A Coincidence of Nature 

I am exploring the genre of painting referred to as Fluid Abstraction. In order to create these paintings, I have been using the technique of pouring. This technique refers to preparing substantial quantities of the thinned medium, pouring them onto the chosen and prepared surface and manipulating the wet medium once it is on the surface. I am working with/against the chemical tension that naturally occurs between water and oil and capturing these beautiful patterns and behaviors with the pigments and colours I mix.

 

I am working in this way because I find joy in working with and against the wet and unpredictable mediums. The joy comes from exploring the unknown. The apprehension of not knowing how the paintings will turn out, but doing everything I can in that moment and the time leading up to that moment to create something interesting and eye-catching. It fascinates me that something created on such a small scale and short time period can instantly bring to mind sweeping landscape or cosmic formations.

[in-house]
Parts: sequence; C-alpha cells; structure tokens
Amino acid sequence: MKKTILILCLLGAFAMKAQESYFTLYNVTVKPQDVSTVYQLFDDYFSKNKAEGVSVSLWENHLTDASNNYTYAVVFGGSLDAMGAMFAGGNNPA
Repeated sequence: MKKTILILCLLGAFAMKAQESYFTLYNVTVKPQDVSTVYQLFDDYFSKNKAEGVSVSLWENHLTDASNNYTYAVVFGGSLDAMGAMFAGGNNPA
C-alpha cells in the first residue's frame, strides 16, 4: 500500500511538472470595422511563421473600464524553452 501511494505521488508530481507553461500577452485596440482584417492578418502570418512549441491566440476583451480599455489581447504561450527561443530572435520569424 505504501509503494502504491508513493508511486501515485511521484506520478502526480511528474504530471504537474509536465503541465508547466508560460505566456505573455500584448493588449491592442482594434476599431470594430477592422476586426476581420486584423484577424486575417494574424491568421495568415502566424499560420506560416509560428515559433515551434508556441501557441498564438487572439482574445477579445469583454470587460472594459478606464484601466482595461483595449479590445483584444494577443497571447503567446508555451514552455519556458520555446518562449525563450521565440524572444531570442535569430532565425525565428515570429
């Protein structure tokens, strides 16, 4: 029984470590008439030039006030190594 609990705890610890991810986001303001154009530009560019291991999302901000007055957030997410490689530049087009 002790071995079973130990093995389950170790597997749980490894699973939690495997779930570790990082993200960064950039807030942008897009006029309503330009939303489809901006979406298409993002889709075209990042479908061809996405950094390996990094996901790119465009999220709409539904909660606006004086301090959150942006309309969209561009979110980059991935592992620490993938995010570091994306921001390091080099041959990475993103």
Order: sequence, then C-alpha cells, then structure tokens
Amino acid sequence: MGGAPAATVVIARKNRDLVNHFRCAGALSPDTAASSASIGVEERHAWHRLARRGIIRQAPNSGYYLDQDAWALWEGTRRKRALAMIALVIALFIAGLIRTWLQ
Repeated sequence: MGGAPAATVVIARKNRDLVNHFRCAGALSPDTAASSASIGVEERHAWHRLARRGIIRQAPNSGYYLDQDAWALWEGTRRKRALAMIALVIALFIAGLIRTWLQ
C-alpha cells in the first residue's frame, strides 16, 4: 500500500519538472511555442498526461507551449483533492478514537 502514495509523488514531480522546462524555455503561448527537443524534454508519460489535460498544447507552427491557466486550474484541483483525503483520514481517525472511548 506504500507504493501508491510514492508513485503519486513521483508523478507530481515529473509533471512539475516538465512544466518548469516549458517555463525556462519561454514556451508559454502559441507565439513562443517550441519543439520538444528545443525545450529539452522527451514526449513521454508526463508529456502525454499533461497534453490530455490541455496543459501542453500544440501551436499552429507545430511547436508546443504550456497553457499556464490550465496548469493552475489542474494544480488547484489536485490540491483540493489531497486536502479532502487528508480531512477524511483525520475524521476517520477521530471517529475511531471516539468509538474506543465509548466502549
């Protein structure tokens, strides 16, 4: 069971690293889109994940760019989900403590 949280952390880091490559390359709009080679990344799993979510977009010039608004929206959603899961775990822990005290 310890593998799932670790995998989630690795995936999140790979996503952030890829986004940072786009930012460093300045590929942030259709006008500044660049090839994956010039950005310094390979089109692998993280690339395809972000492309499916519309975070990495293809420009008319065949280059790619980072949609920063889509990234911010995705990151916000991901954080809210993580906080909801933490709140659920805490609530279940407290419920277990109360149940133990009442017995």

In order to create my work, I have been using structured planning and organised research techniques so as to narrow down my work. I plan to do x number of workers in a pour and then prepare x number of surfaces, I rent a room and do the pour, I then decide what works have been successful and repeat the system using the techniques I thought were successful and expanding on them. I have worked in this way throughout the semester and come across many welcome surprising directions.

 

I have previously described the moment in which I pour and manipulate the wet mediums and how the results echo natural landscapes and phenomena. This moment can be compared to the overall time in which it has taken for these landscapes to naturally form. In the eyes of the universe, this is but a moment. It is so captivating that things of such a different scale can be compared.